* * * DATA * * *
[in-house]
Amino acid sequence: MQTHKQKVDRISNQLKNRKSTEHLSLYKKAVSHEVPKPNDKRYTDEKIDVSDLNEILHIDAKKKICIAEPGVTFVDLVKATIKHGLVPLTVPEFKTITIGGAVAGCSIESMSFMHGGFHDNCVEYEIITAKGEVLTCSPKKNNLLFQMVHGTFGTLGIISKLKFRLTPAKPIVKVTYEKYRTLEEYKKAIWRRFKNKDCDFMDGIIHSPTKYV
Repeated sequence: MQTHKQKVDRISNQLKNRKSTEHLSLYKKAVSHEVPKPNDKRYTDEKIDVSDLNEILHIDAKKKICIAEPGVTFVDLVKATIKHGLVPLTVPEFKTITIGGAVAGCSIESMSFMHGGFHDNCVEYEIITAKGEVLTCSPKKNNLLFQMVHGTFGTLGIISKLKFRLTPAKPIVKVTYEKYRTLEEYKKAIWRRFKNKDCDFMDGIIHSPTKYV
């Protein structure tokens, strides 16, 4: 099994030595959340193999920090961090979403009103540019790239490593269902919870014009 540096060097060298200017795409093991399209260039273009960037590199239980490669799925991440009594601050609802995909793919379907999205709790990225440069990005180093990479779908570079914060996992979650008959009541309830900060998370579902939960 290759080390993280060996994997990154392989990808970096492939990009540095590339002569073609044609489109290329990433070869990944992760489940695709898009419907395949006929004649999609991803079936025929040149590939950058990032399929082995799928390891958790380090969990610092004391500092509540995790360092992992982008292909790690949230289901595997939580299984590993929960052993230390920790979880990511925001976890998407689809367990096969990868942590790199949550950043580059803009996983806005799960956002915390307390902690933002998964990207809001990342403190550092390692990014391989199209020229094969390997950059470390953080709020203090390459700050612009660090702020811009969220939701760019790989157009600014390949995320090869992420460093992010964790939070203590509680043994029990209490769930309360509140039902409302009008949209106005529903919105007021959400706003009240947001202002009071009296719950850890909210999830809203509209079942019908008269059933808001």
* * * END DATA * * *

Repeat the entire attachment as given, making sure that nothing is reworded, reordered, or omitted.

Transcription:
[in-house]
Amino acid sequence: MQTHKQKVDRISNQLKNRKSTEHLSLYKKAVSHEVPKPNDKRYTDEKIDVSDLNEILHIDAKKKICIAEPGVTFVDLVKATIKHGLVPLTVPEFKTITIGGAVAGCSIESMSFMHGGFHDNCVEYEIITAKGEVLTCSPKKNNLLFQMVHGTFGTLGIISKLKFRLTPAKPIVKVTYEKYRTLEEYKKAIWRRFKNKDCDFMDGIIHSPTKYV
Repeated sequence: MQTHKQKVDRISNQLKNRKSTEHLSLYKKAVSHEVPKPNDKRYTDEKIDVSDLNEILHIDAKKKICIAEPGVTFVDLVKATIKHGLVPLTVPEFKTITIGGAVAGCSIESMSFMHGGFHDNCVEYEIITAKGEVLTCSPKKNNLLFQMVHGTFGTLGIISKLKFRLTPAKPIVKVTYEKYRTLEEYKKAIWRRFKNKDCDFMDGIIHSPTKYV
């Protein structure tokens, strides 16, 4: 099994030595959340193999920090961090979403009103540019790239490593269902919870014009 540096060097060298200017795409093991399209260039273009960037590199239980490669799925991440009594601050609802995909793919379907999205709790990225440069990005180093990479779908570079914060996992979650008959009541309830900060998370579902939960 290759080390993280060996994997990154392989990808970096492939990009540095590339002569073609044609489109290329990433070869990944992760489940695709898009419907395949006929004649999609991803079936025929040149590939950058990032399929082995799928390891958790380090969990610092004391500092509540995790360092992992982008292909790690949230289901595997939580299984590993929960052993230390920790979880990511925001976890998407689809367990096969990868942590790199949550950043580059803009996983806005799960956002915390307390902690933002998964990207809001990342403190550092390692990014391989199209020229094969390997950059470390953080709020203090390459700050612009660090702020811009969220939701760019790989157009600014390949995320090869992420460093992010964790939070203590509680043994029990209490769930309360509140039902409302009008949209106005529903919105007021959400706003009240947001202002009071009296719950850890909210999830809203509209079942019908008269059933808001």